Rep. Jeff Smith, R-Columbus, told House members that based on conversations he has had with the Senate leadership, there might not be any bond bills this session.
Smith said it is his hope to pass legislation authorizing about $268 million in bonds, which represents the amount the state will pay off during the upcoming year. That would mean the state would not be paying any more in interest on bonded indebtedness.
"Last year we paid off a little more than $310 million," Smith said. "This year we are retiring $268 million. This year we are trying to see if we can have a washout."
Republican Lt. Gov. Tate Reeves, who served the past eight years as treasurer, has expressed concerns about the state's bond debt. Reeves, who presides over the Senate, said earlier this year his legislative agenda included "shrinking the state's credit card by issuing less debt."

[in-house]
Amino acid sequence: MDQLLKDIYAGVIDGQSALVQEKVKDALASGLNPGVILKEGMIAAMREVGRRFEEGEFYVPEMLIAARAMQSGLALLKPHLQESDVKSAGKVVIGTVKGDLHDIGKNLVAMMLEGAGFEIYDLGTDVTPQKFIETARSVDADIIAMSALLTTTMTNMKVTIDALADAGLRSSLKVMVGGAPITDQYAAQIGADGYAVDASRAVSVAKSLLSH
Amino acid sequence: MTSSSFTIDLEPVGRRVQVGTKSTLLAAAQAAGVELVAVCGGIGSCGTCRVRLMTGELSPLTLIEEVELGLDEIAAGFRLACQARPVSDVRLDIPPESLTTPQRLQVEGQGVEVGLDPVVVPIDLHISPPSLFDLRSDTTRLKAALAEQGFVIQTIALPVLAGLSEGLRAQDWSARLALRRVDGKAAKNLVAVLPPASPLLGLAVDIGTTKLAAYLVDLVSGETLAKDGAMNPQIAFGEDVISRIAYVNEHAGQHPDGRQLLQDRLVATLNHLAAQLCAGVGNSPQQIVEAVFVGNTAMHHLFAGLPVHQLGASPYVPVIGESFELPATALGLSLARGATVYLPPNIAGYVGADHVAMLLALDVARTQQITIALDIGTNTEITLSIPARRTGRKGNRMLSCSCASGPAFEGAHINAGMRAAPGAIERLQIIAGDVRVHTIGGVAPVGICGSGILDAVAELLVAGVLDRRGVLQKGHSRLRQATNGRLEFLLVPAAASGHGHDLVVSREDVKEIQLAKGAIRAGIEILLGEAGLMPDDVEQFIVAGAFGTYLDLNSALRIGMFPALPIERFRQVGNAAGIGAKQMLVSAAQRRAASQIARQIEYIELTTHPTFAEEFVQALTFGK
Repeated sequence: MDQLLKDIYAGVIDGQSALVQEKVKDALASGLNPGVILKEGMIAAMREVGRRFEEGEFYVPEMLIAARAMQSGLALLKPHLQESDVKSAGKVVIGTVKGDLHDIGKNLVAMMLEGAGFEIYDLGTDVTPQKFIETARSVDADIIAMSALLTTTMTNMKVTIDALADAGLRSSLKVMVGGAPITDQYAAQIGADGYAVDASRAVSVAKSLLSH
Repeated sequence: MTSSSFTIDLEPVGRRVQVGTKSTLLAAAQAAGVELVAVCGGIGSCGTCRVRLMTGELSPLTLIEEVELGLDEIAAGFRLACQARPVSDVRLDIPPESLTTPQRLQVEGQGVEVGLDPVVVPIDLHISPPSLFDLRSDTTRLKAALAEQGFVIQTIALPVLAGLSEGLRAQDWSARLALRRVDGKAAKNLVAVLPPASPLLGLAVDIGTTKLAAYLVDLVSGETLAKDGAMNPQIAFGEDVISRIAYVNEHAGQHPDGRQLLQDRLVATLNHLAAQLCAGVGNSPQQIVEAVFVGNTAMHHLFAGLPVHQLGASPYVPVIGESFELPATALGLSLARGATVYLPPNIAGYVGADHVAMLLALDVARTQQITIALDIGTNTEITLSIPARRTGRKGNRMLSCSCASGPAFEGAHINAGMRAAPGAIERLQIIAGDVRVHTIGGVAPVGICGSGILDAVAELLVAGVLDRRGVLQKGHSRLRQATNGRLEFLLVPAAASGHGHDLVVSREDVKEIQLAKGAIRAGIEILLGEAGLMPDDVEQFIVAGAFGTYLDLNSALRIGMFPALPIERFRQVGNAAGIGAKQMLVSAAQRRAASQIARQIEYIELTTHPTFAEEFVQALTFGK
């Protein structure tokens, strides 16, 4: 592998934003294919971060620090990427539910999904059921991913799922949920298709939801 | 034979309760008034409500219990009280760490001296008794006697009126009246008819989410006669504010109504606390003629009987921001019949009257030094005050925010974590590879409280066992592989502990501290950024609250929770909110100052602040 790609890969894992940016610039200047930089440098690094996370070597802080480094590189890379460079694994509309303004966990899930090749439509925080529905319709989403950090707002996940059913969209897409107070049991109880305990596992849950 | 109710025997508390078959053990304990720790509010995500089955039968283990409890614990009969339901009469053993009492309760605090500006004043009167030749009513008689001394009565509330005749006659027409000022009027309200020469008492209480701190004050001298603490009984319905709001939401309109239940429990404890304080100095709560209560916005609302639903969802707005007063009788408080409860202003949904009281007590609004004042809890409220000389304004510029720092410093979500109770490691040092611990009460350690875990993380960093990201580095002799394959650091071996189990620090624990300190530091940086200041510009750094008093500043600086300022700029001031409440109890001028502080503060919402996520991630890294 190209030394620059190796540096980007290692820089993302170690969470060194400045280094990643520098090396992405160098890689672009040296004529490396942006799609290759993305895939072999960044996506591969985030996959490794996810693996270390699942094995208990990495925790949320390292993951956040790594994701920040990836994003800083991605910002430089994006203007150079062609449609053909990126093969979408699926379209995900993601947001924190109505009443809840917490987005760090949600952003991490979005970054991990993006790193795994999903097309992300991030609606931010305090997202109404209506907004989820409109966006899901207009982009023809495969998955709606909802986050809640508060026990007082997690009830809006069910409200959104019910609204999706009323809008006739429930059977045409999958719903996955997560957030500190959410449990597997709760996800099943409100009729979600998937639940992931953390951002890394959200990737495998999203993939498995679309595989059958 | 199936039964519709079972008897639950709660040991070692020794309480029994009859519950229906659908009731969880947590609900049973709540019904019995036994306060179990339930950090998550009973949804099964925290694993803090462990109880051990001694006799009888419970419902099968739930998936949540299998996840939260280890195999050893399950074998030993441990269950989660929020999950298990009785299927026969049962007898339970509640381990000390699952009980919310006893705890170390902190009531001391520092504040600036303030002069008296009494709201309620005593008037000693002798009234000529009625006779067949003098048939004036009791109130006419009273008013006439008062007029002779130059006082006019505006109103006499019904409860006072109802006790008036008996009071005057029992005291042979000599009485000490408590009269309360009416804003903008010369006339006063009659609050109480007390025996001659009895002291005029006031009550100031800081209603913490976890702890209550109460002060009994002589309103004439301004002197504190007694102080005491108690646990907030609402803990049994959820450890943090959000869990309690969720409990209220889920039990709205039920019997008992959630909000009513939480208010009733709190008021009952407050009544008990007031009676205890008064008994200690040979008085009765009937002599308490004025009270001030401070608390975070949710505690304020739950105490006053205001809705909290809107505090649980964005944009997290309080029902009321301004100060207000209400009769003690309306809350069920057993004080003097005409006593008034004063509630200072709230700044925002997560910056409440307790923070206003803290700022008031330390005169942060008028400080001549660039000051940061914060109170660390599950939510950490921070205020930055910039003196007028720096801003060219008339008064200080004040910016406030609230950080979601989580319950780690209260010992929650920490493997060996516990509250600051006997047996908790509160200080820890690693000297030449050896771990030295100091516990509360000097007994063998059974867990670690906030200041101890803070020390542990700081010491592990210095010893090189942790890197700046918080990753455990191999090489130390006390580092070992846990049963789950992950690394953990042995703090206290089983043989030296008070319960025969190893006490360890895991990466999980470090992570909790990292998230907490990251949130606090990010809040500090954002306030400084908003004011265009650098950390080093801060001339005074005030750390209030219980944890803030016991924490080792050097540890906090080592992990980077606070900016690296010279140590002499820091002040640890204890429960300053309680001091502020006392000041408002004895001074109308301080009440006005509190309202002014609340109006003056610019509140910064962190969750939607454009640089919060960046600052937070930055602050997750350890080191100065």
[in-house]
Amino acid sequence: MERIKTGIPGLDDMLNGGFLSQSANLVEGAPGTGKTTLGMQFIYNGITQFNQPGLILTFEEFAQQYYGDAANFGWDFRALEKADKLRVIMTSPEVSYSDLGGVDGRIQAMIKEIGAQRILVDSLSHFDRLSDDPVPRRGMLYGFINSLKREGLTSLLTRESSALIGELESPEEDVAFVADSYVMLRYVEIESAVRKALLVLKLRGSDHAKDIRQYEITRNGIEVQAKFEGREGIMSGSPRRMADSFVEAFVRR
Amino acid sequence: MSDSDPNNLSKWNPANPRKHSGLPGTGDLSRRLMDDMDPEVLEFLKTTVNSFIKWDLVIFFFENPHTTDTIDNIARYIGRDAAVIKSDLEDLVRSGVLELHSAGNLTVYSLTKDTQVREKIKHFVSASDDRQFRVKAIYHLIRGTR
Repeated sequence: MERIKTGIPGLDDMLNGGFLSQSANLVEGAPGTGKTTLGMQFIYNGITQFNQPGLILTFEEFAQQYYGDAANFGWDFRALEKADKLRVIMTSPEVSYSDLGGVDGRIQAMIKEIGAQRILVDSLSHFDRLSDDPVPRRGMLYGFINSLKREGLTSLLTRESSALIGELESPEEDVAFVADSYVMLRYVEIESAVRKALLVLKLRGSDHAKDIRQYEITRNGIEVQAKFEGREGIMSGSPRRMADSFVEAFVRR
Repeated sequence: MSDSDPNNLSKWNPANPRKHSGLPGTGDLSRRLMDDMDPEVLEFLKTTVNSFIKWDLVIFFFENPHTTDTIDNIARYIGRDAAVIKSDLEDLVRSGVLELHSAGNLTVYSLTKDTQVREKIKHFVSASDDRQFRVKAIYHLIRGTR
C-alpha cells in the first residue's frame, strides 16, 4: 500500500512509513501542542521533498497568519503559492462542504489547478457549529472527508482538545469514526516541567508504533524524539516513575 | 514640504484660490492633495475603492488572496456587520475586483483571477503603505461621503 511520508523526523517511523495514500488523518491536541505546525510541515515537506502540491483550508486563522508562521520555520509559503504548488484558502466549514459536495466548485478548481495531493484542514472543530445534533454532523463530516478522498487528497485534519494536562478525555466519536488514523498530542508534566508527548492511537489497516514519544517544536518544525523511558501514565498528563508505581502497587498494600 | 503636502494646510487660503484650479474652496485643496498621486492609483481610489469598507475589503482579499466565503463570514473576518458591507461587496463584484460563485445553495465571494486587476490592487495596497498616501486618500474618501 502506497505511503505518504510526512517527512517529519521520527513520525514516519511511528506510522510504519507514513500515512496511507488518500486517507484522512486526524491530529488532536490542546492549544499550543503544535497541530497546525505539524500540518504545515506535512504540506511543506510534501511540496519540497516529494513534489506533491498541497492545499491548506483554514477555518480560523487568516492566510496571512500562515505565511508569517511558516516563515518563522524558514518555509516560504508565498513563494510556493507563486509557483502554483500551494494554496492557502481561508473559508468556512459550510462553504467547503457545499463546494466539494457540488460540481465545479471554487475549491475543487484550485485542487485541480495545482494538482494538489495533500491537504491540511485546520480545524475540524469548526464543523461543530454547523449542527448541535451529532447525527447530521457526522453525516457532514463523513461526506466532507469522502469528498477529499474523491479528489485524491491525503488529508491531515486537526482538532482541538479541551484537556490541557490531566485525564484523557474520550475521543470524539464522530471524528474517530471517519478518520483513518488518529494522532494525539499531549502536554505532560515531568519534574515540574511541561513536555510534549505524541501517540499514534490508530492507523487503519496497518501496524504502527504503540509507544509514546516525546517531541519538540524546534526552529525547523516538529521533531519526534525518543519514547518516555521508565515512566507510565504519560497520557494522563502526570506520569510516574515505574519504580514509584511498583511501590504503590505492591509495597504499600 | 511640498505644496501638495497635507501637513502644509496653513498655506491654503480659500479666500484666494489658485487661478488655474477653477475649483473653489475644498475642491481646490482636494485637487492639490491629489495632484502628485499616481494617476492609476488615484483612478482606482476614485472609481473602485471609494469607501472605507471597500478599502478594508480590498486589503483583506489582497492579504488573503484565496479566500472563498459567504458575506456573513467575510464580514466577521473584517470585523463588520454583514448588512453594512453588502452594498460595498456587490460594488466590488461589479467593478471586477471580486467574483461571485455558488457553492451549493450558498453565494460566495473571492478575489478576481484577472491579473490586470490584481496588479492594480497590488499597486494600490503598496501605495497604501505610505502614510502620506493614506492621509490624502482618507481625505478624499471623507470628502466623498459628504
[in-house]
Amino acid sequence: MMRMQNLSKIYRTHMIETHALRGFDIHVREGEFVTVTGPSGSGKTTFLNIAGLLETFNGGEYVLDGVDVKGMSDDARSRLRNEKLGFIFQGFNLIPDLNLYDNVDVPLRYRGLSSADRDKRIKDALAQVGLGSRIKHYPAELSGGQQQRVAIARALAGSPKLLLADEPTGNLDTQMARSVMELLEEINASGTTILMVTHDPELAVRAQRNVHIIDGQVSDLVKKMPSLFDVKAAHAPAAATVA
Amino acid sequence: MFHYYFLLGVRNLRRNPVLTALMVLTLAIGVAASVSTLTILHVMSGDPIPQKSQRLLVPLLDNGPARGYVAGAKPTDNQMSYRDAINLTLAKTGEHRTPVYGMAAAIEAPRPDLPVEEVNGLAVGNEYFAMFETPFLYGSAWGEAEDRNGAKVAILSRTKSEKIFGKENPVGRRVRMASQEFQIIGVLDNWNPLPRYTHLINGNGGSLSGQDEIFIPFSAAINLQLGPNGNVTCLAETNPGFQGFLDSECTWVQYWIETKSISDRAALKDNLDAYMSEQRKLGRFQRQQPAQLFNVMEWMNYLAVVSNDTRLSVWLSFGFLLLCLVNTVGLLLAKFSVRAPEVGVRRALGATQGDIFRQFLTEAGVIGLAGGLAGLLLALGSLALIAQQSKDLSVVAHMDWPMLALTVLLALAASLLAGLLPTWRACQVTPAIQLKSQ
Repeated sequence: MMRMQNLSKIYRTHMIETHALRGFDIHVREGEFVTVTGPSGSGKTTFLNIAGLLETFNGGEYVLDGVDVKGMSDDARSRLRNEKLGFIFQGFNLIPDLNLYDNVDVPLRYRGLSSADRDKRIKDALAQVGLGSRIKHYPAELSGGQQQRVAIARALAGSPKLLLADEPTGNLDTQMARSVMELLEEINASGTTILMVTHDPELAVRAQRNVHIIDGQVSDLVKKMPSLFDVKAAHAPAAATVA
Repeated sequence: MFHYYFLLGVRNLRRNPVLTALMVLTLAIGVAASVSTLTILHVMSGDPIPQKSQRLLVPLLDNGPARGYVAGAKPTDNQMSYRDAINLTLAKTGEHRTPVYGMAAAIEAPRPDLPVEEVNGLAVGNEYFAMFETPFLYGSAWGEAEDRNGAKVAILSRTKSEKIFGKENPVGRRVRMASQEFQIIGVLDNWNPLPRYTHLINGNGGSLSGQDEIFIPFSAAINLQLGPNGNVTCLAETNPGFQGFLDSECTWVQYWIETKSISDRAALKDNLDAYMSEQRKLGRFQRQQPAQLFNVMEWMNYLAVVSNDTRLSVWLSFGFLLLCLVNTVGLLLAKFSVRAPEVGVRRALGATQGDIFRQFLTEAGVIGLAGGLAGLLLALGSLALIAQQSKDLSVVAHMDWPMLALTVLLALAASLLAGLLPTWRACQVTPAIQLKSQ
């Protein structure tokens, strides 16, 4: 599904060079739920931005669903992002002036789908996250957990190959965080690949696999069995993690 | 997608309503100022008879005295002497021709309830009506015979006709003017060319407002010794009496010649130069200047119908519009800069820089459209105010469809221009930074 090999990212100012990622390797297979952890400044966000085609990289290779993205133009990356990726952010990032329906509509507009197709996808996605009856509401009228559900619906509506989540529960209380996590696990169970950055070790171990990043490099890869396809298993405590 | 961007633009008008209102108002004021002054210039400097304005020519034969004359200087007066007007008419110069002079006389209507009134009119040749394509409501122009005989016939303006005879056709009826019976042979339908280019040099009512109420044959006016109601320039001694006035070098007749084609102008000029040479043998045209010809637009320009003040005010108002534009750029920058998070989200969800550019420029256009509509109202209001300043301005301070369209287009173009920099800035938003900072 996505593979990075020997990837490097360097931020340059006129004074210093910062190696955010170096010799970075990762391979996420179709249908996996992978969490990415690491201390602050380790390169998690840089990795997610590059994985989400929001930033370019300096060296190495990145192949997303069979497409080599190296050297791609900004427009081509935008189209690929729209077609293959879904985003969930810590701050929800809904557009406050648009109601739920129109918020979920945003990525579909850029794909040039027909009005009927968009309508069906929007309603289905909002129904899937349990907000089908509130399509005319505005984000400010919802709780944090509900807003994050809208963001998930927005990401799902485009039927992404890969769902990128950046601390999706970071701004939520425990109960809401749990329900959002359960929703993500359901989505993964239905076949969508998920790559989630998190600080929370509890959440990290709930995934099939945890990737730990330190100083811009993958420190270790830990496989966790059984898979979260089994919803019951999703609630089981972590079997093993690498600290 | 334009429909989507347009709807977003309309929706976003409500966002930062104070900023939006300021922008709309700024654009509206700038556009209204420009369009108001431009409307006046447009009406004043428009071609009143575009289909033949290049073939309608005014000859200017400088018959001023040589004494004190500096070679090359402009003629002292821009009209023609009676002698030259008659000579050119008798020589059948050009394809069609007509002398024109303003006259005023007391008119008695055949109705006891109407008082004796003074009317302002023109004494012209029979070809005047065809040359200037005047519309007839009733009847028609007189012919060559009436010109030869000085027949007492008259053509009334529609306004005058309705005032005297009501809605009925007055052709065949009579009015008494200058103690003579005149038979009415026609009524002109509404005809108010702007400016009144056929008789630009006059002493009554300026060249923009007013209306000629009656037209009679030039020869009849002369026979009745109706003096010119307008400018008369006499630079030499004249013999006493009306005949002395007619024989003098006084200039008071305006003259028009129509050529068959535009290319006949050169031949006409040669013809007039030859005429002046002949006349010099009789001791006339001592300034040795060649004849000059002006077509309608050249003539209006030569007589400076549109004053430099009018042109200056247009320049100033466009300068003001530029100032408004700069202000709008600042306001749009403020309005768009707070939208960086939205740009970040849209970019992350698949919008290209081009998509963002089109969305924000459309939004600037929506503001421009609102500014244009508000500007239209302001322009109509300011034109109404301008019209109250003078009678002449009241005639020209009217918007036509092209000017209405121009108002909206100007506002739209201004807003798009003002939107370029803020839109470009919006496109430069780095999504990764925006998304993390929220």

No bonds issued this session could be a jolt to the state's 15 community colleges and eight universities. Those schools, as well as state officials, have depended on bonds in recent years to pay for routine repair and renovations on state-owned buildings.
Smith discussed whether the Legislature would authorize any bond bills this year as he passed legislation in the House chamber Monday to re-direct $600,000 in funds from the bonds issued during the 2011 legislative session. The bond funds were dedicated for various projects at Mississippi State University.
Senate Finance Chair Joey Fillingane, R-Sumrall, was unavailable Monday to comment on whether the Senate would agree to pass any bonds this session.